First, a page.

We often connect the beach with rippling waves, or even better: high waves on which you can surf, people chatting and sun. In other words: relaxation. Beaches are just a part of life in coastal Australia, for socialising, nature photography, exercise and many more activities.
But Australia isn’t just the land of the sunshine and beers; its also home to some of the most dangerous creatures ont he planet apart from eeally strong waves. On these beaches In Australia you have to watch out, because there are strong currents, hungry sharks and other hazards that may be life-threatening to you and your family.
Fraser Island – sharks and dogs
Fraser Island is a rugged place that people often visit during their tour of Australia and it offers besides a lot of special excursions also some dangers. High waves and dangerous currents are the order of the day here, but there are also sharks and poisonous jellyfish – that can make their appearance. So if you go swimming, then you have to look out a little bit. And also pay attention to make sure you don’t encounter a dingo when you walk out of the water. These wild dogs look very charming, but they aren’t: they are not necessarily fond of people and there have been multiple recorded attacks even just this year alone. The worst part of the beaches out there is that even when you’re out of waters, you’ve got to be very careful for 4 wheelers run amok on land, apart from the 75 mile beach itself doubling up as a landing strip for light aircraft.
Darwin – jellyfish and crocodiles
If you go to Darwin between October and May, take a good look as you go paddling in the sea. In these months you run the risk of a chance encounter with box jellyfish, and despite much public outcry, stinger nets are not installed on the beaches. But there are also the crocodile reports here all year. And then of course you also have sharks. Do swim in Darwin only on guarded beaches and always listen carefully to the warnings of lifeguards.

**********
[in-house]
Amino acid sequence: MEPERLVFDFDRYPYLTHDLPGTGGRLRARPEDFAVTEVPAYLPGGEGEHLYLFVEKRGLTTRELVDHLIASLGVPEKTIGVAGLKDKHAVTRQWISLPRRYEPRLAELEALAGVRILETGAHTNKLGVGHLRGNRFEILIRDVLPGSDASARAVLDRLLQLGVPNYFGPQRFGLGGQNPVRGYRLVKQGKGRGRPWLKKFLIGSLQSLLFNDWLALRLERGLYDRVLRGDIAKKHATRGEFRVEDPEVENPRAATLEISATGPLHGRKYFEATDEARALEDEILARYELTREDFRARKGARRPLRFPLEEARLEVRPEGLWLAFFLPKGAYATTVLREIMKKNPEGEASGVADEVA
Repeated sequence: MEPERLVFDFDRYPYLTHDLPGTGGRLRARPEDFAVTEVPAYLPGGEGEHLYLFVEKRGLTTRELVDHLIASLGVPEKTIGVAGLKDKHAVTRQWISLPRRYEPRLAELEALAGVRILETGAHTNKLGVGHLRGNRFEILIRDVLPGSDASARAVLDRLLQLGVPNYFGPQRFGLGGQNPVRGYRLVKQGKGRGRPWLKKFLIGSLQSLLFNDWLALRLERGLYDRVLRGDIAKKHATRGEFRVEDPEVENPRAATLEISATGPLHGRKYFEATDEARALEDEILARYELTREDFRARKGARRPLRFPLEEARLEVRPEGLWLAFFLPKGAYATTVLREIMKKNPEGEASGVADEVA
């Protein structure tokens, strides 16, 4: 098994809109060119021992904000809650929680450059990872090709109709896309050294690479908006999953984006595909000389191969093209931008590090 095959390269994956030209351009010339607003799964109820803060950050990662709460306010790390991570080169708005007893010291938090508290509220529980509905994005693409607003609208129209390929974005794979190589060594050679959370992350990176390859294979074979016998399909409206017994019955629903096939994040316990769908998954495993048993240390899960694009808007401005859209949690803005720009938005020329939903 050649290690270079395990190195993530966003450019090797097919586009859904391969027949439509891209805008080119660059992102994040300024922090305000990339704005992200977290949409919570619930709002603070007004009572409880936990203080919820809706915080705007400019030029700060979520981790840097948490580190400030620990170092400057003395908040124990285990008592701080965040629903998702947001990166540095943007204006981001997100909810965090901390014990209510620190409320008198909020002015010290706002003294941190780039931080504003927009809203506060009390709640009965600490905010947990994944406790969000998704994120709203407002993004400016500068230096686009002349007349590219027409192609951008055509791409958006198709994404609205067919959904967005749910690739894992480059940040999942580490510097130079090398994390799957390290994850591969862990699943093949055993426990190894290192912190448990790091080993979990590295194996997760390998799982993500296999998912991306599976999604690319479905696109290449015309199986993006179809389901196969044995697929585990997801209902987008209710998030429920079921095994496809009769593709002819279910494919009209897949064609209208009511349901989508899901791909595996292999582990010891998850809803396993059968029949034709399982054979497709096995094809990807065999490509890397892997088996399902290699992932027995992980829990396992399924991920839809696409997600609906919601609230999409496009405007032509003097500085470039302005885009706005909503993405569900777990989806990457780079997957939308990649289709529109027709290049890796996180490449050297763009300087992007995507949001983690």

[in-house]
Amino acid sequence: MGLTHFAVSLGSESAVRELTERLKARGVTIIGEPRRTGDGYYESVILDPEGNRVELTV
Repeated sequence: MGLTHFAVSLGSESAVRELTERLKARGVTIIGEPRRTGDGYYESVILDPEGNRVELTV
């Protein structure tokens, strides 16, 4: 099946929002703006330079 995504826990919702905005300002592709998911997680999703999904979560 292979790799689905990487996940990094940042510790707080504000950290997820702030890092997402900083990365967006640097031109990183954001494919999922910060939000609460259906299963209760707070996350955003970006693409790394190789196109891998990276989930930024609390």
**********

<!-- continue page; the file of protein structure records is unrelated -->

Cape Tribulation – jellyfish and strange birds
Cape Tribulation is located on the northern tip of the state of Queensland and here you will also find the poisonous box jellyfish, and crocodiles. But also poisonous snakes and strange birds called cassowaries. These animals resemble emu or ostrich and sometimes weigh more than seventy kilos, and can react particularly aggressive if challenged. How quickly they have that feeling exactly, depends on the one you have in front of you.
In Broome you will find the beautiful Cable Beach. Bright white sandy beaches with turquoise water and beautiful cliffs in the background. Cable Beach is the place to enjoy a romantic sunset on the sand or on the back of a dromedary. All sounds very romantic, until you know what kind of danger there is lurking here. This beach has a lot of crocodiles, so sitting quietly with your loved one isn’t too relaxing at all. You have to be constantly be aware of any movement in the vicinity, and patrolmen arent always around if you do encounter a dangerous reptile. So we recommend sticking to the usual candlelight dinner in one of the more popular resorts. Trust us, your SO wouldn’t want their date invaded by a 20 foot reptile.
Arnhem Land Beaches, Northern Territory
This white sand beach is located in a remote corner of the Northern Territory. These unnamed beaches have a strong reputation for serious hazards. Not only will you find crocodiles, stonefish and Irukandji jellyfish in these waters, but you will also have cube jellyfish that have two meter long tentacles that may sting you with millions of doses of venom, that can be fatal to humans. So while it may be tempting to explore unmanned coastal roads and sea shores, use your head and be aware that not every region is safe for human interaction.
Tamarama Beach, Sydney
The beaches around Sydney are very popular to travelers, especially Bondi Beach. However, what many tourist don’t know is that one headland further there is a very dangerous stretch of waters. Strong currents pull even the strongest swimmers out past the headland. This beach is the most patrolled in this part of Australia, but it doesn’t mean surfers and swimmers don’t drown here occasionally. So stick to sunbathing and tanning, and let your swimming urges to revel in the more touristy, but safer, bondi beach.